|Apparel Search Glossary Letter D Page 2|
dobby a fabric made with a dobby, namely a loom with an attachment for weaving small figures.
doeskin wool and also rayon. Very smooth, lustrous surface made with a slight short nap very close and compact weave to look like fine leather. Weave not visible because of napping. Very high quality wool used. Needs care in handling. Medium weight. Women's suits and coats, and also in a lighter weight for dresses. Sportswear and riding habits for both men and women. Trousers and waistcoats for men.
dog collar [Slang] clerical collar; a wide flexible snug-fitting necklace
dolman sleeve is a full sleeve that is very wide at the armhole and narrow at the wrist. This type of sleeve tends to draw attention to the shoulder and arm.
domestics Term used to refer to bedding (sheets, comforters etc), towels, linens and other "soft goods". Term might have a different meaning company to company so always inquire definition before purchasing. (definition provided by Robert Cyr at RLC Trading)
domett flannel Also spelled domet. Plain or twill weave; cotton. Generally made in white. Has a longer nap than on flannelette. Soft filling yarns of medium or light weight are used to obtain the nap. The term domett is interchangeable with "outing flannel" but it is only made in a plain weave. Both are soft and fleecy and won't irritate the skin. Any sizing or starching must be removed before using. Outing flannel is also piece-dyed and some printed and produced in a spun rayon also. Mostly used for infants wear, interlinings, polished cloths.
domino a long loose hooded cloak usually worn with a half mask as a masquerade costume; a half mask worn over the eyes with a masquerade costume
donegal wool - also in rayons and cottons. Mostly plain weave but some in twill. Originally a homespun woven by the peasants in Donegal, Ireland. A rough and ready fabric that stands much hard wear. yarns are coarse with thick slubs and coloured nubs. Now made in other places as well - particularly England.
donkey jacket [British] a jacket of heavy material worn especially by laborers
d'Orsay type of shoe. a 19th century Frenchman created this style with a cutaway in-step that reveals the arch of the foot.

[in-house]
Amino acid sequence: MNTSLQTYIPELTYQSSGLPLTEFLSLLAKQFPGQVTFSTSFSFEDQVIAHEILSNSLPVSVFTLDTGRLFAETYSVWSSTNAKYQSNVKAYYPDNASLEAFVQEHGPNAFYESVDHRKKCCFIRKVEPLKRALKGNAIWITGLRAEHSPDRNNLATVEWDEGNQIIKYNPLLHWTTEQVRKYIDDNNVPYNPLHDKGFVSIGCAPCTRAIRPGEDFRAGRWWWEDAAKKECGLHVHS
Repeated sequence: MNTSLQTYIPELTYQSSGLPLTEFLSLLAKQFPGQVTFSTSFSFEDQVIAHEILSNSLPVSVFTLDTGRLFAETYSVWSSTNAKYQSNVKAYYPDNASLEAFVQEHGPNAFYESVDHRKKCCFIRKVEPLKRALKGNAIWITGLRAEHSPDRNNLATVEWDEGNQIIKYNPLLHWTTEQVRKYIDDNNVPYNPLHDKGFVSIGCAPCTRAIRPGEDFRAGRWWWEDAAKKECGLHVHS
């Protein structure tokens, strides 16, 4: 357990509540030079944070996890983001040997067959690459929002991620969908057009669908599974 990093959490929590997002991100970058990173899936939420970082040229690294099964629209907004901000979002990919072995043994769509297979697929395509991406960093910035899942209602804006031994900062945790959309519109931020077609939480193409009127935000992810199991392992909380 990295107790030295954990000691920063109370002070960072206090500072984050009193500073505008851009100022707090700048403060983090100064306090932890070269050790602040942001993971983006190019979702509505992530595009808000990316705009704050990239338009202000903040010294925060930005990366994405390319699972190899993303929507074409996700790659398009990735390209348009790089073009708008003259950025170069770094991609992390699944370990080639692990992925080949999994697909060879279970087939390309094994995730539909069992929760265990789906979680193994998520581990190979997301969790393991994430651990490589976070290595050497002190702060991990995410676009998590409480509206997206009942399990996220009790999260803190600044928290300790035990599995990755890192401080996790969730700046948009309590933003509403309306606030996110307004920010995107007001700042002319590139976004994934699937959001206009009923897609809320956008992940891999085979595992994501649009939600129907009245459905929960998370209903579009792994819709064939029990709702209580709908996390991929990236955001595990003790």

dotted Swiss plain weave cotton for ground with a swivel, lappet or flocked dot. A sheer light muslin ornamented with evenly spaced raised dots. Placed regularly or irregularly on a semi-sheer usually crisp fabric which may or may not be permanent. First made on hand looms in Switzerland. It is made generally in 32" widths. The lappet is the most permanent. When hand woven with a swivel attachment the dots are tied in by hand on the back of the cloth. The ground fabric is usually a voil or a lawn. Dots could be a single colour or multicoloured.
double-face Satin yarn woven with two warps and one filling, to simulate a double satin construction. Has satin on both sides. Cotton filling is often used in cheaper qualities.
double knit a knitted fabric (cotton, wool, worsted, silk, rayon, and synthetics) made with a double set of needles to produce a double thickness of fabric with each thickness joined by interlocking stitches. An article of clothing made of double knit fabric, namely a fabric knitted to produce a double thickness. A two faced cloth, either face may be utilized as the rigth side. The fabric originated in Milan and Florence. Can be stabilized for shrinkage control and dry cleans satisfactorily.
doublet a man's close-fitting jacket worn in Europe especially during the Renaissance
doupion (douppioni) silk yarns made from the cocoon of two silk worms that have nested toghether. In spinning, the double strand is not separated so the yarn is uneven and irregular with a large diameter in places. fabric is of silk made in a plain weave. The fabric is very irregular and shows many slubs; seems to be made in a hit and miss manner. It is imitated in rayon and some synthetics, and one such fabtic is called "Cupioni". Dupion yarns also used in shantung, pongee. Tailors very well.
drop needle a knit fabric characterized by a vertical lines within the cloth. This knit is manufactured by "dropping" a needle from the knitting cylinder.
dunce cap a conical cap formerly used as a punishment for slow learners at school [Also called, dunce's cap]
dungaree clothes made usually of blue denim
duvetyn(e) good quality wool. If made in cotton, is usually called suede cloth. Close weave, brushed, singed, and sheared to conceal the weave. Has a smooth plush appearance resembleing a compact velvet. Similar to wool broadcloth but heavier and thicker. Has a good draping quality, soft and wears well if looked after. Spots easily and care must be taken when handling it. Back is often slightly napped also. Name derived from the French word "duvet" meaning "down". Used a great deal in the millinery trade.